I have debated to myself if I should comment on this or not. This is not the first time that Larry Ellison has gone down this path of where Oracle/Larry has invested in a company that builds hardware. What I like about this approach, he is partnering with a company HP that makes hardware.I think this approach will increase the likelyhood of this succeeding. The combination of HP and Oracle is a pretty compelling story.
This approach makes a lot more sense to me, than trying to do it from scratch. God knows with database growing 3-5 times their size every 3 years. With the application explosion we have seen the success of companies like Netezza. www.netezza.com There is a clear market for this.
Lets not forget my friend’s Foster Hinshaw, President and CEO at Dataupia. www.dataupia.com When I was building the Ntirety Database Administration Appliance, I met with Foster for some advice. I was able to look under the covers at Dataupia and was blown away what they had built. I highly reccommend looking at Dataupia products suite. Meeting with Foster, helped Ntirety greatly with the building of our own database appliance. Ntirety’s Database Adminustrators use this specialized appliance to manage our clients Oracle and Microsoft SQL Server databases with.The Ntirety database appliance wakes up every few seconds and asks each database inour care, are you ok. Looking for situations we know could lead to a Database failure and proactively dealing with them. Doing it all with a very low foot print in the clients database environment.
The Ntirety Database Appliance, the specialized hardware has provided Ntirety a competitive advantage over all out competitors who also provide database administration service remotely. Ntirety has had an 8 year track record of near perfect client retention and satisfaction. Let me say that again, Ntirety has had an 8 year track record of near perfect client satisfaction and retention. The Ntirety database appliance has helped Ntirety gain efficiencies in how our database administrators do their jobs that has enabled Ntirety to keep prices competitive and still be 100% North American staffed. So I get it. I think specialized hardware makes sense especially for databases.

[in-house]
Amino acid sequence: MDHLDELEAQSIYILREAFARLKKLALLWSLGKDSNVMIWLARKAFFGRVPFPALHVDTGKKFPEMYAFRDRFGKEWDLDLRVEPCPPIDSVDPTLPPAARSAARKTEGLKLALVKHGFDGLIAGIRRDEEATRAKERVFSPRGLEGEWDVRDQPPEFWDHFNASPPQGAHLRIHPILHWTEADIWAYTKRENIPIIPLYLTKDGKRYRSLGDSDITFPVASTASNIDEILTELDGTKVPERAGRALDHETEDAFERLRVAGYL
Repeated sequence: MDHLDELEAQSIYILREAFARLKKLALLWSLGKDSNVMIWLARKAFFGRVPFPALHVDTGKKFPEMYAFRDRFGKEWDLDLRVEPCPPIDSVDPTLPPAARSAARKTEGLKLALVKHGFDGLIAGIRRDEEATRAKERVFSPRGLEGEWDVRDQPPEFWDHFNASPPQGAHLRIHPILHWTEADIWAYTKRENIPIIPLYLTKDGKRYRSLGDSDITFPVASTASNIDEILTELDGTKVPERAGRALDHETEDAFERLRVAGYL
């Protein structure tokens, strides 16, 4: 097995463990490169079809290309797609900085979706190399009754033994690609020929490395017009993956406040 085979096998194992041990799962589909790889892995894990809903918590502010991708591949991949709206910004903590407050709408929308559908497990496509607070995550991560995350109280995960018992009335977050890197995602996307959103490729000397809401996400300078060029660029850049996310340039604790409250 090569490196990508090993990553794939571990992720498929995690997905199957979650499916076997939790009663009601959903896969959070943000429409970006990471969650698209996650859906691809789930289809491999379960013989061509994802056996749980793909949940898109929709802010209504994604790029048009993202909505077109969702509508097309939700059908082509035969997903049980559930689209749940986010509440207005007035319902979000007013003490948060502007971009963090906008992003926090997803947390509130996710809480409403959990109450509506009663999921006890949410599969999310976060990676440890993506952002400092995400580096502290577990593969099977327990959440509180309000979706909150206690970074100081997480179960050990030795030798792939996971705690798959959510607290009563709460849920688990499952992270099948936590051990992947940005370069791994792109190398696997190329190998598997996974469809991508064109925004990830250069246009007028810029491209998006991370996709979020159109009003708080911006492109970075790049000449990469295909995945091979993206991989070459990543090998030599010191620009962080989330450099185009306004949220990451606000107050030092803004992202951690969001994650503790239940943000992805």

I saw a blog entry I thought did an excellent job of commenting on Oracle new machine.
You may have stumbled on the news that Oracle is now in the hardware business or to be more precise, it is in the database engine business – and by database engine I’m talking about hardware specifically built for running big database applications – and in respect of big databases applications, I mean big data warehouses.
On Wednesday Oracle CEO, Larry Ellison, unveiled the company’s Exadata Storage Server and a Database Machine – shown in the adjacent illustration, with the words Extreme Performance written down the side in red. The hardware is made by HP and you can think of this machine as being an implementation of the Oracle 11g database implemented over Oracle RAC with a complete Oracle software stack, plus Oracle Enterprise Linux.
From a software perspective much of this is familiar territory. The smart part is that the hardware has been designed for lightning query performance. Oracle claims that the HP Oracle Database Machine will run queries 10x faster or more. You can think of the whole configuration as having two parts; up to 8 HP Database Servers running Oracle 11g connected to 14 Exadata Storage Servers. The Exadata Storage Servers marry Intel multi-core processors with blocks of memory to specific disk resources, so that query processing for each disk happens “over the disk”. That’s where the performance comes from.
Does The World Need This?
It’s a logical question to ask. Database engines have been tried before (remember Britton Lee), but the only one that saw much success was Teradata. Other ideas like ICL’s CAFS (Content Addressable File Store) delivered the performance. But performance is never the problem with devices like this, it’s whether the overall architecture has longevity.
The fact that this is Oracle makes a big difference of course. The database giant has a right to try to move the industry along a different path – and I’m sure that this machine will see some quick adoption. On the HP side of the equation some commentators may wonder whether there isnt a product clash here, with HP also offering its excellent Neoview – based on the Tandem architecture. But first of all, HP is simply providing the iron, it is not selling the database machine. Secondly, Neoview performs best when dealing with mixed workloads whereas the Database Engine specifically targets multi-terabyte data warehouses. It is not a head-to-head clash although they will doubtless meet in the market place.
To read the entire article by Robin Bloor….
Only time will tell. For now, Oracle has once again entered the hardware business. This time with HP. Only time will tell.
Posted by Michael Corey